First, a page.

Scientists at Wake Forest School of Medicine have recorded real time changes in dopamine and serotonin levels in the human brain that are involved with perception and decision-making. These same neurochemicals also are critical to movement disorders and psychiatric conditions, including substance abuse and depression. Their findings are published in the Oct. 12 edition of the journal Neuron.
“This study provides us a unique window into the human brain that has been inaccessible until now,” said principal investigator Kenneth T. Kishida, Ph.D., assistant professor of physiology and pharmacology and neurosurgery at Wake Forest School of Medicine, part of Wake Forest Baptist Health. “Almost everything we have known mechanistically about these neurochemicals was from work done in preclinical animal models, not from direct evidence from humans.”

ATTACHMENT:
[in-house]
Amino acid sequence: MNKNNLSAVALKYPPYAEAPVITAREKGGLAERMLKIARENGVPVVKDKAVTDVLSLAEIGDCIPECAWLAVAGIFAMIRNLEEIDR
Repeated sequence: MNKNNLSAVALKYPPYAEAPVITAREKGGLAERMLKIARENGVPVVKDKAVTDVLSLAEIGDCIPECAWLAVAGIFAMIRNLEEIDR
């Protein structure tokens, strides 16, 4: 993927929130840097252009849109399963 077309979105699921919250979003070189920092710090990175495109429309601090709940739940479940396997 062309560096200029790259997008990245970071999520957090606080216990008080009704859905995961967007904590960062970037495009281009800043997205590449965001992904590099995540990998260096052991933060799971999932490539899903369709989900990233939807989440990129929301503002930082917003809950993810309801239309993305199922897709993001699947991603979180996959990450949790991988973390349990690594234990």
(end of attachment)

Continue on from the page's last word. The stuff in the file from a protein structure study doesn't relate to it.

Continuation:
Having a clearer understanding of how these brain chemicals actually work in people may lead to improved medications or treatments for disorders like Parkinson’s disease, substance use disorder or depression, Kishida said.